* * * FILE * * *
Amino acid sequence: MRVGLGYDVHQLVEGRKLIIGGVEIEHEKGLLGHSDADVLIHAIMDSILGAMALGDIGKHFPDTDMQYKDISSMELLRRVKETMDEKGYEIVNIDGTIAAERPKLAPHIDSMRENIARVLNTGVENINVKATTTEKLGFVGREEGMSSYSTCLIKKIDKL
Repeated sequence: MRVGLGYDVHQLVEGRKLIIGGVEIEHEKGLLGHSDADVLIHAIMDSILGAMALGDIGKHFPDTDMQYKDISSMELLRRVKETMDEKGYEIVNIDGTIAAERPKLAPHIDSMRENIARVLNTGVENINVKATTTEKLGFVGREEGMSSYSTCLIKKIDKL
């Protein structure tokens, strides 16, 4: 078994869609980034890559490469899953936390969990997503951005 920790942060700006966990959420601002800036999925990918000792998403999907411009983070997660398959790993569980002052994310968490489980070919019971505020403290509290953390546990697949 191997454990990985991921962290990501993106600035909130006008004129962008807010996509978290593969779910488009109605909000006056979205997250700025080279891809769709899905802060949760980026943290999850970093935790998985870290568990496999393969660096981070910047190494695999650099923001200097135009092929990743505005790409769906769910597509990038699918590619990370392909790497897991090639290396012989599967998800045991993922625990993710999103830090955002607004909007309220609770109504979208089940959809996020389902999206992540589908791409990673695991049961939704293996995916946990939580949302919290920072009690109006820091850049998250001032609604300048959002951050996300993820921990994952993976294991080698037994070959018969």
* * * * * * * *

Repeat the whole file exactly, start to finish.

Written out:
Amino acid sequence: MRVGLGYDVHQLVEGRKLIIGGVEIEHEKGLLGHSDADVLIHAIMDSILGAMALGDIGKHFPDTDMQYKDISSMELLRRVKETMDEKGYEIVNIDGTIAAERPKLAPHIDSMRENIARVLNTGVENINVKATTTEKLGFVGREEGMSSYSTCLIKKIDKL
Repeated sequence: MRVGLGYDVHQLVEGRKLIIGGVEIEHEKGLLGHSDADVLIHAIMDSILGAMALGDIGKHFPDTDMQYKDISSMELLRRVKETMDEKGYEIVNIDGTIAAERPKLAPHIDSMRENIARVLNTGVENINVKATTTEKLGFVGREEGMSSYSTCLIKKIDKL
């Protein structure tokens, strides 16, 4: 078994869609980034890559490469899953936390969990997503951005 920790942060700006966990959420601002800036999925990918000792998403999907411009983070997660398959790993569980002052994310968490489980070919019971505020403290509290953390546990697949 191997454990990985991921962290990501993106600035909130006008004129962008807010996509978290593969779910488009109605909000006056979205997250700025080279891809769709899905802060949760980026943290999850970093935790998985870290568990496999393969660096981070910047190494695999650099923001200097135009092929990743505005790409769906769910597509990038699918590619990370392909790497897991090639290396012989599967998800045991993922625990993710999103830090955002607004909007309220609770109504979208089940959809996020389902999206992540589908791409990673695991049961939704293996995916946990939580949302919290920072009690109006820091850049998250001032609604300048959002951050996300993820921990994952993976294991080698037994070959018969």